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TABC Reverses Decision Letting Texas Breweries Reopen Their Patios — and Brewers are Pissed 

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Late Wednesday night, the Texas Alcohol Beverage Commission reversed a recent guideline change that would have let the state's breweries reopen their patios for service.

The move is an abrupt about-face from last week, when the TABC signaled that brewers could pour product for patrons, so long as they quaffed their beers outside. Under that rule, breweries would have been clear to temporarily modify their licenses to exclude patios and beer gardens from their on-site premises, the Houston Chronicle reports.

However, in the latest turn, the TABC amended its guideline to say that modifying a business premises as unlicensed doesn't exempt it from Gov. Greg Abbott's June 26 executive order closing bars and other drinking establishments.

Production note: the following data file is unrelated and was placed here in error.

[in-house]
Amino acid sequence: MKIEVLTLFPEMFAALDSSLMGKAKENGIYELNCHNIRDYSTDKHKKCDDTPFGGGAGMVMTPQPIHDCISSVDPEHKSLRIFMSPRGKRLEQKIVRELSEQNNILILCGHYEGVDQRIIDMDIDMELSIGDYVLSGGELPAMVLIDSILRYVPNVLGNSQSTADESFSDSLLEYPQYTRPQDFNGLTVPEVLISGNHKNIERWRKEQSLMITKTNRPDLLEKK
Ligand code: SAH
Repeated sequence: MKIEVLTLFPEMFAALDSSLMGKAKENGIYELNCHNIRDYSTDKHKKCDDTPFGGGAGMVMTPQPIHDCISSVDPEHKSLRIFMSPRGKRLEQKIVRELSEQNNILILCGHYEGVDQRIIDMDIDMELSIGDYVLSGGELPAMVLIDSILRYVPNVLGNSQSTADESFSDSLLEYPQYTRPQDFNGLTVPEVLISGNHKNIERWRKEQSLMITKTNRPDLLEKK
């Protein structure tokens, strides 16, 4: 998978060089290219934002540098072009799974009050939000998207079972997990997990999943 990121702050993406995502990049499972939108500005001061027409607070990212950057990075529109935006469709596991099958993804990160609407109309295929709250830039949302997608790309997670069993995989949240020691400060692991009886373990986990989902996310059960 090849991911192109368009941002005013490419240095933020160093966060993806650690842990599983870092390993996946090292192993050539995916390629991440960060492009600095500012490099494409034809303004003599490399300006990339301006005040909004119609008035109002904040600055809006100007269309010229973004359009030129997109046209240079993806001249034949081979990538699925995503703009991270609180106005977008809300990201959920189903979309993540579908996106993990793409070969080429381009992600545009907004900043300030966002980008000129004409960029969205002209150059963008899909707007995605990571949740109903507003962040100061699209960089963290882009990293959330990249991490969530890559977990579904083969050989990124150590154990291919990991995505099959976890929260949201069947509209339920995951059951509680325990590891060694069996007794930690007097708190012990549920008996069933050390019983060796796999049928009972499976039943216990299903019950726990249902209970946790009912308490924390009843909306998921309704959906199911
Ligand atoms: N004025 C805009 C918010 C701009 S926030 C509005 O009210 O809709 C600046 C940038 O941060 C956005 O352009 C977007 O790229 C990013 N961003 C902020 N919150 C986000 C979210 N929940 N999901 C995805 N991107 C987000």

After last week's decision, San Antonio's Weathered Souls Brewery announced Monday that its patio would reopen for business with limited seating. However, it was forced to backtrack after the TABC's whipsaw change.

“We basically had hope of an option to regain some business and then had that hope snatched away,” Marcus Baskerville, co-owner and head brewer of Weathered Souls, told the Current. “It's definitely a frustrating and disheartening situation.”

Baskerville said he's been in contact with other Texas brewers, and they share his sentiments: they're pissed. For many craft breweries, who have a hard time competing for retail space against brewing conglomerates, on-site sales make up a significant source of income.

"You see all of these restaurants open, able to host way larger groups of people inside, and it just feels like our government is crapping on the craft beer industry," Baskerville said. "We’re all trying to figure out how we can survive this."

So many restaurants, so little time. Find out the latest San Antonio dining news with our Flavor Friday Newsletter.

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